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TV Daily Schedule: KQED World

Please Note: As of July 1, 2011, KTEH has been renamed KQED Plus.

Another way to search for programs is from the TV Programs A-Z Directory.

KQED World: Thursday, June 19, 2014

Comcast 190  •  Digital 9.3

Schedule is subject to change. Please visit kqed.org/tv/schedules/daily for the most up-to-date info.

Thursday, June 19, 2014
  • 12:00 am
    PBS NewsHour [#10953] IRAQ INSURGENCY - The Sunni militant group ISIL threatened Iraq's largest oil refinery today, as they pushed on towards Baghdad. Judy Woodruff reports on the debate over what the US should do and interviews Sen. Tim Kaine (D-VA) and Sen. John McCain (R-AZ).
    GM ON CAPITOL HILL - General Motors CEO Mary Barra testified in front of a House subcommittee today about the company's approach to safety issues and her commitment to solve the cultural problems underlying recent recalls. Barra's testimony was followed by the testimony of a former US prosecutor hired by GM to investigate the issue. Gwen Ifill speaks with David Shepardson, Detroit News' DC Bureau chief, who sat in on the hearing.
    SNAKE BITES - Although snake bites are rarely fatal in the United States, 100,000 people die worldwide every year after being bitten by venomous snakes. Special Correspondent Spencer Michels speaks with a California doctor who may have a way to lower those numbers.
    EXECUTIVE ACTIONS - Earlier this week, President Barack Obama announced an executive order protecting LGBT federal employees from workplace discrimination. Yesterday, Mr. Obama announced another order reserving nearly 782,000 square miles of the Pacific Ocean for a forthcoming marine sanctuary. Jeffrey Brown examines the debate over how President Obama has used his executive authority with Jonathan Turley, a law professor at George Washington University, and Michael Waldman, president of the Brennan Center for Justice at the New York University School of Law.
    duration 56:46   STEREO TVRE (Secondary audio: none)
  • 1:00 am
    Nightly Business Report [#33121] duration 26:46   STEREO TVG (Secondary audio: none)
  • 1:30 am
    Tavis Smiley [#3227] Tavis talks with investigative journalist, author and filmmaker Sebastian Junger, who describes his latest documentary on the war in Afghanistan, Korengal, which picks up where his Oscar-nominated Restrepo left off. Tavis also chats with pioneering comedienne Carol Leifer. The veteran comedy writer recounts stories from the trail that she blazed and shares advice from her book, to Succeed in Business Without Really Crying. duration 26:46   STEREO TVRE (Secondary audio: none)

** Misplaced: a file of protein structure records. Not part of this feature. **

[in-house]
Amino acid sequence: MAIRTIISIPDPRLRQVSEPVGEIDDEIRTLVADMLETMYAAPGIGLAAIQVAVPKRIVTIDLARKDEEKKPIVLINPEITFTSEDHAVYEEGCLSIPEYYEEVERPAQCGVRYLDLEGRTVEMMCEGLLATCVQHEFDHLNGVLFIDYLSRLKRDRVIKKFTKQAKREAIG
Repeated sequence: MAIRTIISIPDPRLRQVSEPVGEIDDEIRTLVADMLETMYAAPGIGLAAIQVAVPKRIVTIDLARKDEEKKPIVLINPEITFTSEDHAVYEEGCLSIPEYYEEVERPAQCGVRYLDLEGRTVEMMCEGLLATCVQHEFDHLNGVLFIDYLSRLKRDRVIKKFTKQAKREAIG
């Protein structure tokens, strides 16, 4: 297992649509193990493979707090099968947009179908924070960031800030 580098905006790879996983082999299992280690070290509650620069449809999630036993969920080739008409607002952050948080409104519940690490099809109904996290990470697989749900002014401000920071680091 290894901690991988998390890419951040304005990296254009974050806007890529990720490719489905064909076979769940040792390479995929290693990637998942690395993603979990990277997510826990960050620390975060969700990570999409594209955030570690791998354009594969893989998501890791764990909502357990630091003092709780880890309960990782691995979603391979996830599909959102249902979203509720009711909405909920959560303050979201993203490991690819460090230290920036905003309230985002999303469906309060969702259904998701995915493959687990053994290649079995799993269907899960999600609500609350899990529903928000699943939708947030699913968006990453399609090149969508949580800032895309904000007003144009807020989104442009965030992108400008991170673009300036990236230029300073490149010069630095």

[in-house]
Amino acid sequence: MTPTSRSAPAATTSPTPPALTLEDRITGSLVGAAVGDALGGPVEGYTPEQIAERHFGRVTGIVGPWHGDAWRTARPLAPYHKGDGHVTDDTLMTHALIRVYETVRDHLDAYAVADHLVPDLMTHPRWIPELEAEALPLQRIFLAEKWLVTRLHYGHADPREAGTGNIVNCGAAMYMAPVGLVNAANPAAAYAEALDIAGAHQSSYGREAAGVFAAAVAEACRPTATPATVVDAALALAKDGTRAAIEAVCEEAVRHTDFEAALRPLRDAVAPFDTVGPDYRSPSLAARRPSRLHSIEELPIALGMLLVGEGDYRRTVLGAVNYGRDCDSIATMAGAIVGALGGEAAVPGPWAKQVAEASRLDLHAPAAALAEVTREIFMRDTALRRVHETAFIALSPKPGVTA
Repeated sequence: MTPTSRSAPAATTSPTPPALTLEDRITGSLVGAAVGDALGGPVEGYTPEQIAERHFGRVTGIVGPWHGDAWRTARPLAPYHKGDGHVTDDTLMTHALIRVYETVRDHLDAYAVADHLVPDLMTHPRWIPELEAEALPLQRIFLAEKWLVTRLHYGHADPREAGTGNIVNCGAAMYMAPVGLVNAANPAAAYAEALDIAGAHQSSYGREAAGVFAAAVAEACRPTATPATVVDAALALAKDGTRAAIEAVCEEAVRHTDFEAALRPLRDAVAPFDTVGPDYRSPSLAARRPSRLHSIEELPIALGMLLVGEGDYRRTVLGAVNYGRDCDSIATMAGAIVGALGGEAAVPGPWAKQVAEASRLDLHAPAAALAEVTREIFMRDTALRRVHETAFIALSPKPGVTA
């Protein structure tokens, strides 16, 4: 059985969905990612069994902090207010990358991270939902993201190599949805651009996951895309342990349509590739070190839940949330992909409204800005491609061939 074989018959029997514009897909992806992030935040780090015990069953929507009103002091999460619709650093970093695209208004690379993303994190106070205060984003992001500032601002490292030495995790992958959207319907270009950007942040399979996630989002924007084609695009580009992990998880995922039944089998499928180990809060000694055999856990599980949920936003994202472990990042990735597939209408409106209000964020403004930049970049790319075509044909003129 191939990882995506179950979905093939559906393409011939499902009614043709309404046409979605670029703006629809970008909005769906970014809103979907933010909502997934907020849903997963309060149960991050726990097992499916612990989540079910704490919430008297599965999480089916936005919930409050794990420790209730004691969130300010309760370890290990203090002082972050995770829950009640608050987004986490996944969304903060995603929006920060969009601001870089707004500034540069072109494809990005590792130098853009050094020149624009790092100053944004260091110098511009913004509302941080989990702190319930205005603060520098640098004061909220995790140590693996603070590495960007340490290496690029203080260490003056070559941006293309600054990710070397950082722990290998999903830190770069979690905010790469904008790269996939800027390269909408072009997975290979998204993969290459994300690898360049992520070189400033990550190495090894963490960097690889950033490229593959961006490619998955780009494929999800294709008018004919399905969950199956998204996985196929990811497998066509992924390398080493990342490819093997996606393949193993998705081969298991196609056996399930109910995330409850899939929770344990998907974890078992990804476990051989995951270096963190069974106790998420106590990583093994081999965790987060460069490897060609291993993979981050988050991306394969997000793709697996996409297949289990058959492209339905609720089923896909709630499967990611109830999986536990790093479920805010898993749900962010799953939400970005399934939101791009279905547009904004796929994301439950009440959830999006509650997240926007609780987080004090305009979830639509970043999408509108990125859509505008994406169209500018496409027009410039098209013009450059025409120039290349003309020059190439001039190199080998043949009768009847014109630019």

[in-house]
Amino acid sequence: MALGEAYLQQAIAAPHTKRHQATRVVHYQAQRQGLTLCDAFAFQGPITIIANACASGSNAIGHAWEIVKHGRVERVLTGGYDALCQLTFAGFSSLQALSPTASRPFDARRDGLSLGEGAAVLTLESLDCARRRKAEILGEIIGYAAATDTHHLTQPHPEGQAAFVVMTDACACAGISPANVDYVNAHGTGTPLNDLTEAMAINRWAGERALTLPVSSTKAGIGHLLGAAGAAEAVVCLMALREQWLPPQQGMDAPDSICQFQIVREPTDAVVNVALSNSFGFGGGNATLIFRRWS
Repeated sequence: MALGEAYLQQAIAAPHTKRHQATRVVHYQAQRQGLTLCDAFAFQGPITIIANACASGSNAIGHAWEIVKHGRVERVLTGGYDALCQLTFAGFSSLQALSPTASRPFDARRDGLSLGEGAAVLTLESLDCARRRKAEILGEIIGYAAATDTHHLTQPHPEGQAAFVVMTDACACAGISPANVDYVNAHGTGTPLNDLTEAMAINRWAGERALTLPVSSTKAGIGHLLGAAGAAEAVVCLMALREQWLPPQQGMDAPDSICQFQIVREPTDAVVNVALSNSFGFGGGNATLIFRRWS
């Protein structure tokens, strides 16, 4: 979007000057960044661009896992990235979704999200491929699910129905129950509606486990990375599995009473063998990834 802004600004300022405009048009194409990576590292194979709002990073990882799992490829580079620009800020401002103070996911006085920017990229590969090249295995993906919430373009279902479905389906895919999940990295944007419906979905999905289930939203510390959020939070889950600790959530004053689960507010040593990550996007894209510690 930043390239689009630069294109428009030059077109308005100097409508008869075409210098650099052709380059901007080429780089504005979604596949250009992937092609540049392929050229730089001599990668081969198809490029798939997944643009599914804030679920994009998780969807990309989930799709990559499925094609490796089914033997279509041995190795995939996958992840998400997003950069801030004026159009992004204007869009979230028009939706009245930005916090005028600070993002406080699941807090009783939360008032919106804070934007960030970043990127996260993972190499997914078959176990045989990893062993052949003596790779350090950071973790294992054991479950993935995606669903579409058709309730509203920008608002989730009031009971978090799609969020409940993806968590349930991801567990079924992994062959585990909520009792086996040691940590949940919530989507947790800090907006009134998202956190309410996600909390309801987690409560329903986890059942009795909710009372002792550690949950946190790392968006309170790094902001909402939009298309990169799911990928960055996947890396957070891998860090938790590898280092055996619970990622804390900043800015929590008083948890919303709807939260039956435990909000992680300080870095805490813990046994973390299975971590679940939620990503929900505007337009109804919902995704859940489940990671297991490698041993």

• 2:00 am
    Global Voices [#605] Ninos De La Memoria This documentary tells the story of the search for hundreds of children who disappeared during the Salvadoran Civil War. Many were survivors of massacres carried out by the US-trained Salvadoran army. Taken away from the massacre sites by soldiers, some grew up in orphanages or were adopted abroad, losing their history and identity. This film weaves together 3 separate yet intertwined journeys in the search for family, identity and justice in El Salvador, and asks the larger question: How can a post-war society right the wrongs of the past? duration 57:16   STEREO (Secondary audio: none)
  • 3:00 am
    Newsline [#5059] duration 28:12   STEREO TVRE
  • 3:30 am
    Tavis Smiley [#3228] Tavis talks with former executive Nomi Prins. The writer and Wall Street veteran examines the genealogy of American power, about which she writes in her latest text, All the Presidents' Bankers. Tavis also chats with Emmy-nominated actor Noah Wyle. Nominated for 5 Emmys for his turn on the long-running series, ER, Wyle reflects on his success in TNT's Falling Skies. duration 26:46   STEREO TVRE (Secondary audio: none)
  • 4:00 am
    Scully/The World Show [#1707] John G. Simmonds - Entrepreneurs/The Fiera Series duration 26:46   STEREO TVG
  • 4:30 am
    Second Opinion [#907] Lyme Disease Lyme disease is an infectious disease caused by the microscopic bacteria that is carried by ticks. Trevor Shorb was a star high school lacrosse player when Lyme disease stopped him in his tracks and kept him on the bench for a few years. Most cases of Lyme disease can be effectively treated with antibiotics; however, late diagnosis can lead to complications such as arthritis and autoimmune conditions. Learn from the experts about steps you can take to protect yourself. duration 26:46   STEREO TVPG (Secondary audio: none)
  • 5:00 am